SANTA BARBARA, Calif. - Many small business owners are looking at their options going into the new year with a new administration in Washington D.C. with the bottom line - survival.
A variety of stimulus funds have been coming from the White House during the current administration including the choppy rollout of the Paycheck Protection Program.
The most recent $600 stimulus did not go to all Americans, just those who qualified under strict conditions. With the inauguration of Joe Biden there will be possibly a $1,400 stimulus check coming and additional assistance for small businesses, research and development and personal accounts until the COVID-19 crisis is controlled.
In local communities other assistance is either offered or will be part of a 2021 plan including incentives for people to buy local gift cards that come with a bonus for the purchaser. Already programs have been rolled out on the Central Coast.
At the end of 2020, one program was offered in Carpinteria with many businesses and their customers benefitting.
In the last week the new "Keep it Local" Gift Card Program was offered in Paso Robles with a 20% discount backfilled by the city.
It's still to be seen what these programs, along with the state incentives and the Biden administration plans will mean to business owners who are on the brink of closing.
Adele Spalluto and her family own the Italian Pottery Store Outlet in downtown Santa Barbara. They opened 38 years ago. When the new year began, "We were toying with the idea of closing the store in January and February."
The owners said, however, with the vaccine distribution underway, "And if we can get that done and get the economy open again, then you know we can manage. Luckily for us we have been around since '83 so we have a huge web presence."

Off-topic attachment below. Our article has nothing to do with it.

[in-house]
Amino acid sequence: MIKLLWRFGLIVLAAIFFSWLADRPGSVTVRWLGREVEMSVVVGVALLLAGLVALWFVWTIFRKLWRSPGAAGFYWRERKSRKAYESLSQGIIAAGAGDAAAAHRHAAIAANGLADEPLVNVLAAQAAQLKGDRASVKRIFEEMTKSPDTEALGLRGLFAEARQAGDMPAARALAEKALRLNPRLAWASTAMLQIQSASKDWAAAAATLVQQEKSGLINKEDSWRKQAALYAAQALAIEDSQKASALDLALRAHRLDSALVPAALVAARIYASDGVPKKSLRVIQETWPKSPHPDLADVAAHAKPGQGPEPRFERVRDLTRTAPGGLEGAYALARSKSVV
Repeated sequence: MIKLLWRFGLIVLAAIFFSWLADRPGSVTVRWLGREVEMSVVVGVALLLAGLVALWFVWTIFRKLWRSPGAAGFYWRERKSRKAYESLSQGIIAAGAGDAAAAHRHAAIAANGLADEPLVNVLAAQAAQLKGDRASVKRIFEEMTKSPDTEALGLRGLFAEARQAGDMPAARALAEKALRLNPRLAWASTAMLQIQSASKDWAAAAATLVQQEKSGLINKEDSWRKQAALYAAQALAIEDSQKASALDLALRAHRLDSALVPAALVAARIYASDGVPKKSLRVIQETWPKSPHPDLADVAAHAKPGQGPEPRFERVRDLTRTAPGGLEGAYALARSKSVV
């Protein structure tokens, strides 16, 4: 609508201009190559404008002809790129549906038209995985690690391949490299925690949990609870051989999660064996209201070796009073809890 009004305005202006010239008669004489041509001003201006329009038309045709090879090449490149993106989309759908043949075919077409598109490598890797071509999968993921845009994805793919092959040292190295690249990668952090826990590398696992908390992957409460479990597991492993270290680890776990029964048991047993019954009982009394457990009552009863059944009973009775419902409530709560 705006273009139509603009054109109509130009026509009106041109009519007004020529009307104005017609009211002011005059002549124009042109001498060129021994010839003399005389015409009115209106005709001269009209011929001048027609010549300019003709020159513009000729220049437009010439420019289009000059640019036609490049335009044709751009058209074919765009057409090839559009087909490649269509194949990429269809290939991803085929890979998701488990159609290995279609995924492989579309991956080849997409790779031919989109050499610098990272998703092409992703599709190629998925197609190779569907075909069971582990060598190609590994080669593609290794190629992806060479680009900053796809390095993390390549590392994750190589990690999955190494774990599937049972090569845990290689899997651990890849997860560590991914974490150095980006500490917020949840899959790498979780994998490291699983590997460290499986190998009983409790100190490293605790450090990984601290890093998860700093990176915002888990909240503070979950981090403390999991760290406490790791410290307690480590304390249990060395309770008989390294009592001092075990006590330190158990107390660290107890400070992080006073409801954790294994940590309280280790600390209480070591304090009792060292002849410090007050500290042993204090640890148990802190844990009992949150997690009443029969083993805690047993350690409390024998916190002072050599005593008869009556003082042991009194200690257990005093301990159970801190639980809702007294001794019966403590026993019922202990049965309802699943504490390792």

The store became more than just Italian pottery after the last recession 15 years ago.
"That's when realized ok we need to have something for everyone and we have really focused on doing that since then," she said.
Now besides pottery, the store is stocked with gifts and home goods including cookbooks, utensils, jewelry, unique decor items and numerous handmade and painted products.
With the state and federal government intensely focused on saving these businesses during the pandemic, this store fits the mold in every way.
Spalluto said, "We've got five employees besides my brother and sister and I, so very small we love it. This is our passion."
The retail operations may be limited for now, to five hours a day, but the family is keeping the lights on and the doors open. "We have to take care of the people who have been working for us for years they are our first priority," said Spalluto. "We are going to muscle through and keep them employed. We'll get through this."
In recent years the downtown promenade idea was discussed but slow in being tested, until now. That new retail and dining area may bring the advantages back to the shopping districts again.
Spalluto said, "And now that it has been forced and they are finding that it works I think it is wonderful people want to be outside they want to have a glass of wine like the cafe's in Europe"
The virus crisis has also led to more people at home, working on improvement projects.
Many are coming into this small, locally owned business.
"They are redesigning their homes they are reimagining their outdoor spaces," said Spalluto.